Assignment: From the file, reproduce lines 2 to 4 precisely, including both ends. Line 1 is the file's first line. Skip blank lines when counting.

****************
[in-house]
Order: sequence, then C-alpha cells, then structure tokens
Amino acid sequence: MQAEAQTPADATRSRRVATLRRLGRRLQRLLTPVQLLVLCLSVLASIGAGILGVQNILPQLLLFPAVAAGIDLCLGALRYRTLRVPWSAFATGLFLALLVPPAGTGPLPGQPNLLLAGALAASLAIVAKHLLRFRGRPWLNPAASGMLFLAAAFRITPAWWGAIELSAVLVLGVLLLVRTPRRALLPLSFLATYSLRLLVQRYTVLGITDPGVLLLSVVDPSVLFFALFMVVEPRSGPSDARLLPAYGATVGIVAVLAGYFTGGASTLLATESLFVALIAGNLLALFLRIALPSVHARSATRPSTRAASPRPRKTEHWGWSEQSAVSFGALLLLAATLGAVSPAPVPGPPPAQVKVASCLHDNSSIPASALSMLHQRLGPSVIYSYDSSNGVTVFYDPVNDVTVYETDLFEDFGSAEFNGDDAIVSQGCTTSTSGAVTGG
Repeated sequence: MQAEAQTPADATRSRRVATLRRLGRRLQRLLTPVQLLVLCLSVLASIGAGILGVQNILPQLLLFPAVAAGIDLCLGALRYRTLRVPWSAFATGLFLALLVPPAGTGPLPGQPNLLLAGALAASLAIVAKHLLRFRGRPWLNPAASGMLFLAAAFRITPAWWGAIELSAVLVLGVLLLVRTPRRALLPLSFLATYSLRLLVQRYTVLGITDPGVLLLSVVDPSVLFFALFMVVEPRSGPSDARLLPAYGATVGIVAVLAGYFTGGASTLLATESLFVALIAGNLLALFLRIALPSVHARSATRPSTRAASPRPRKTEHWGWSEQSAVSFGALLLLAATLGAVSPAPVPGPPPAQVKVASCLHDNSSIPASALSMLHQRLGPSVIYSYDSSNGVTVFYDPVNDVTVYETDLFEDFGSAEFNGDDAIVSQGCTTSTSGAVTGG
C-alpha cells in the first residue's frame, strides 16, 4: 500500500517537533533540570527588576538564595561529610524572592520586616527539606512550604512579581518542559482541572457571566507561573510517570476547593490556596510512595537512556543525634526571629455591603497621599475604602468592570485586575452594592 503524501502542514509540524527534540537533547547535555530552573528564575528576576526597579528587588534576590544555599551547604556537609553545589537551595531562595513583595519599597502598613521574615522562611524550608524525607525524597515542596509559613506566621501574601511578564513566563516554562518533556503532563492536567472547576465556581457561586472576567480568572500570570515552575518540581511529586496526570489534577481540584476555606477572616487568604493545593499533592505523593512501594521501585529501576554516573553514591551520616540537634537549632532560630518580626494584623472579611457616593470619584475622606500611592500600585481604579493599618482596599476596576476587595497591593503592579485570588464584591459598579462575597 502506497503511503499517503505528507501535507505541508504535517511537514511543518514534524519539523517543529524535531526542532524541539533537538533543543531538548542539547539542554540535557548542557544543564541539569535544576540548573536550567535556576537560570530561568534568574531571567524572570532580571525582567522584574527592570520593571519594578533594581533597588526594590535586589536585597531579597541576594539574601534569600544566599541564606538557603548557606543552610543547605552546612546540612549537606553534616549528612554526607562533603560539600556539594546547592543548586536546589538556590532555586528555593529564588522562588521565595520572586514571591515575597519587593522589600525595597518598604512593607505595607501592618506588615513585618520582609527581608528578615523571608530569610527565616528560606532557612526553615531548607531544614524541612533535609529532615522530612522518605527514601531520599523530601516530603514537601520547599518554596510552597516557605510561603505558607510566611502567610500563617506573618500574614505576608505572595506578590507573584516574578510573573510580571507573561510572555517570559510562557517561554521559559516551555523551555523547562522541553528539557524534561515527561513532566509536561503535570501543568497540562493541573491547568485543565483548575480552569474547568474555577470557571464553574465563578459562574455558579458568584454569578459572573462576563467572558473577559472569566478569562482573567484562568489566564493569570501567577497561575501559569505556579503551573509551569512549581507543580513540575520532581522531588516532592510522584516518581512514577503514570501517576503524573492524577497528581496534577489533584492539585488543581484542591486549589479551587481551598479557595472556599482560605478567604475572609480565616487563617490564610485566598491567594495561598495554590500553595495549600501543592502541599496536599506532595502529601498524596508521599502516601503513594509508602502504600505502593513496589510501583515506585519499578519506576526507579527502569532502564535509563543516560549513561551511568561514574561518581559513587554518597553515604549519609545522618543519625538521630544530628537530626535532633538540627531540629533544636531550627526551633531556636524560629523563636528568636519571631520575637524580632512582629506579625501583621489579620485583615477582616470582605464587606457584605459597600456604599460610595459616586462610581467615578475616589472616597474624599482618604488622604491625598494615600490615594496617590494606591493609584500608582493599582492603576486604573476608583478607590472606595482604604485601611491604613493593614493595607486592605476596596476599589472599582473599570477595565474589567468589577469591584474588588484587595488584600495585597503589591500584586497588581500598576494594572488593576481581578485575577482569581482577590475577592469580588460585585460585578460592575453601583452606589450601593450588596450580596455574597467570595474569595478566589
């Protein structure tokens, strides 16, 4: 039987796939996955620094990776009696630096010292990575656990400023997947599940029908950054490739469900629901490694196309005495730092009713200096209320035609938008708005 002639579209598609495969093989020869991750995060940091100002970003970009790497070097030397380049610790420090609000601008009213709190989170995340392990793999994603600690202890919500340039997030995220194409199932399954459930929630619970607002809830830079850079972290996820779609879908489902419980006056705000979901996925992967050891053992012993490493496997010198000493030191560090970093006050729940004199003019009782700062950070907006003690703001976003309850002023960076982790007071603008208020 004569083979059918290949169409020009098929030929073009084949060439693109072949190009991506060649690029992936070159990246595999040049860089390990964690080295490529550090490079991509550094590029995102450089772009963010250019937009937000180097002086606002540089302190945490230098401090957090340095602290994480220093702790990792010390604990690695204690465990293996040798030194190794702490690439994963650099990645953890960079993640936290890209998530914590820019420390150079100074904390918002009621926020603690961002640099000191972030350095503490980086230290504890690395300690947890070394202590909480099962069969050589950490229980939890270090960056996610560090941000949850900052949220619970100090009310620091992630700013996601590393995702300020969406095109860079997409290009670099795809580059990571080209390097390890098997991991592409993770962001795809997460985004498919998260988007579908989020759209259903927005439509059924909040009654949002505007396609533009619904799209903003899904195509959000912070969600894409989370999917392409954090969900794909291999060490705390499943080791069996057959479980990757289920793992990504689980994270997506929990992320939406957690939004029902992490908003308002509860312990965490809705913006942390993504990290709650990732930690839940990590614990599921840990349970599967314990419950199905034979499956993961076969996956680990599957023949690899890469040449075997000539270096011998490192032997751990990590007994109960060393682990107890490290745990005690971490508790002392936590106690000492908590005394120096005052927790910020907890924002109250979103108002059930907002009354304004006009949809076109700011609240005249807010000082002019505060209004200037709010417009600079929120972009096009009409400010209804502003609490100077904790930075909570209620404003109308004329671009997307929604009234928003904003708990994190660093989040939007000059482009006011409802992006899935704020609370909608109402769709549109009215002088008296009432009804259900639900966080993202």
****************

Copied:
Order: sequence, then C-alpha cells, then structure tokens
Amino acid sequence: MQAEAQTPADATRSRRVATLRRLGRRLQRLLTPVQLLVLCLSVLASIGAGILGVQNILPQLLLFPAVAAGIDLCLGALRYRTLRVPWSAFATGLFLALLVPPAGTGPLPGQPNLLLAGALAASLAIVAKHLLRFRGRPWLNPAASGMLFLAAAFRITPAWWGAIELSAVLVLGVLLLVRTPRRALLPLSFLATYSLRLLVQRYTVLGITDPGVLLLSVVDPSVLFFALFMVVEPRSGPSDARLLPAYGATVGIVAVLAGYFTGGASTLLATESLFVALIAGNLLALFLRIALPSVHARSATRPSTRAASPRPRKTEHWGWSEQSAVSFGALLLLAATLGAVSPAPVPGPPPAQVKVASCLHDNSSIPASALSMLHQRLGPSVIYSYDSSNGVTVFYDPVNDVTVYETDLFEDFGSAEFNGDDAIVSQGCTTSTSGAVTGG
Repeated sequence: MQAEAQTPADATRSRRVATLRRLGRRLQRLLTPVQLLVLCLSVLASIGAGILGVQNILPQLLLFPAVAAGIDLCLGALRYRTLRVPWSAFATGLFLALLVPPAGTGPLPGQPNLLLAGALAASLAIVAKHLLRFRGRPWLNPAASGMLFLAAAFRITPAWWGAIELSAVLVLGVLLLVRTPRRALLPLSFLATYSLRLLVQRYTVLGITDPGVLLLSVVDPSVLFFALFMVVEPRSGPSDARLLPAYGATVGIVAVLAGYFTGGASTLLATESLFVALIAGNLLALFLRIALPSVHARSATRPSTRAASPRPRKTEHWGWSEQSAVSFGALLLLAATLGAVSPAPVPGPPPAQVKVASCLHDNSSIPASALSMLHQRLGPSVIYSYDSSNGVTVFYDPVNDVTVYETDLFEDFGSAEFNGDDAIVSQGCTTSTSGAVTGG